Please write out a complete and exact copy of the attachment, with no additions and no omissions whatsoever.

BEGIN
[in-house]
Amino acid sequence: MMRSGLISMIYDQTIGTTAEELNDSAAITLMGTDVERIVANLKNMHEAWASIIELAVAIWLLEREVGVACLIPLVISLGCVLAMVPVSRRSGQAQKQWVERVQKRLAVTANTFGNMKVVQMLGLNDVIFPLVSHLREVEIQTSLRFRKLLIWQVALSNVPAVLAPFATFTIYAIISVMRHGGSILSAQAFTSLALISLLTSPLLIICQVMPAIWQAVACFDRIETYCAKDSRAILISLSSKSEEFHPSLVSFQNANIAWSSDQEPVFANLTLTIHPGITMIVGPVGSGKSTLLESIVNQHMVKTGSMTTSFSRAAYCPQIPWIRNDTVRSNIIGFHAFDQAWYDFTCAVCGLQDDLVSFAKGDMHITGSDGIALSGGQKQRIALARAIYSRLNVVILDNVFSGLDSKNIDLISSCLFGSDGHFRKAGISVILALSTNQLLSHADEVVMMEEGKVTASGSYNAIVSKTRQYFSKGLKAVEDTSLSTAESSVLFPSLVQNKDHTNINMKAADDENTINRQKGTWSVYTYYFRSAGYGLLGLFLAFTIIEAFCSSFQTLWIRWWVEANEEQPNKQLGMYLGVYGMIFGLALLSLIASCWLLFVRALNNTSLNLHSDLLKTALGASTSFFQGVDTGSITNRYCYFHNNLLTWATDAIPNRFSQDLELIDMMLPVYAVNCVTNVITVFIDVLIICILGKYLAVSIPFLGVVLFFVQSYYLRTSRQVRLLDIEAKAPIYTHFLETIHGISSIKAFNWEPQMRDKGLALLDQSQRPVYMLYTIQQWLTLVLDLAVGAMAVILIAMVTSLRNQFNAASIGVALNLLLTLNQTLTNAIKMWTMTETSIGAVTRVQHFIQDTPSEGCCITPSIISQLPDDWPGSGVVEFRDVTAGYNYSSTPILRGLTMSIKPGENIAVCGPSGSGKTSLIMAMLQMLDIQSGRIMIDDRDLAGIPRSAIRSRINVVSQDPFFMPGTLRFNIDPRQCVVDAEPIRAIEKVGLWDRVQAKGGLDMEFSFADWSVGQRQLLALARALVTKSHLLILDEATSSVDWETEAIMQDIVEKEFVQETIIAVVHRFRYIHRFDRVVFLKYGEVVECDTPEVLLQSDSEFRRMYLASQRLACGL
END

[in-house]
Amino acid sequence: MMRSGLISMIYDQTIGTTAEELNDSAAITLMGTDVERIVANLKNMHEAWASIIELAVAIWLLEREVGVACLIPLVISLGCVLAMVPVSRRSGQAQKQWVERVQKRLAVTANTFGNMKVVQMLGLNDVIFPLVSHLREVEIQTSLRFRKLLIWQVALSNVPAVLAPFATFTIYAIISVMRHGGSILSAQAFTSLALISLLTSPLLIICQVMPAIWQAVACFDRIETYCAKDSRAILISLSSKSEEFHPSLVSFQNANIAWSSDQEPVFANLTLTIHPGITMIVGPVGSGKSTLLESIVNQHMVKTGSMTTSFSRAAYCPQIPWIRNDTVRSNIIGFHAFDQAWYDFTCAVCGLQDDLVSFAKGDMHITGSDGIALSGGQKQRIALARAIYSRLNVVILDNVFSGLDSKNIDLISSCLFGSDGHFRKAGISVILALSTNQLLSHADEVVMMEEGKVTASGSYNAIVSKTRQYFSKGLKAVEDTSLSTAESSVLFPSLVQNKDHTNINMKAADDENTINRQKGTWSVYTYYFRSAGYGLLGLFLAFTIIEAFCSSFQTLWIRWWVEANEEQPNKQLGMYLGVYGMIFGLALLSLIASCWLLFVRALNNTSLNLHSDLLKTALGASTSFFQGVDTGSITNRYCYFHNNLLTWATDAIPNRFSQDLELIDMMLPVYAVNCVTNVITVFIDVLIICILGKYLAVSIPFLGVVLFFVQSYYLRTSRQVRLLDIEAKAPIYTHFLETIHGISSIKAFNWEPQMRDKGLALLDQSQRPVYMLYTIQQWLTLVLDLAVGAMAVILIAMVTSLRNQFNAASIGVALNLLLTLNQTLTNAIKMWTMTETSIGAVTRVQHFIQDTPSEGCCITPSIISQLPDDWPGSGVVEFRDVTAGYNYSSTPILRGLTMSIKPGENIAVCGPSGSGKTSLIMAMLQMLDIQSGRIMIDDRDLAGIPRSAIRSRINVVSQDPFFMPGTLRFNIDPRQCVVDAEPIRAIEKVGLWDRVQAKGGLDMEFSFADWSVGQRQLLALARALVTKSHLLILDEATSSVDWETEAIMQDIVEKEFVQETIIAVVHRFRYIHRFDRVVFLKYGEVVECDTPEVLLQSDSEFRRMYLASQRLACGL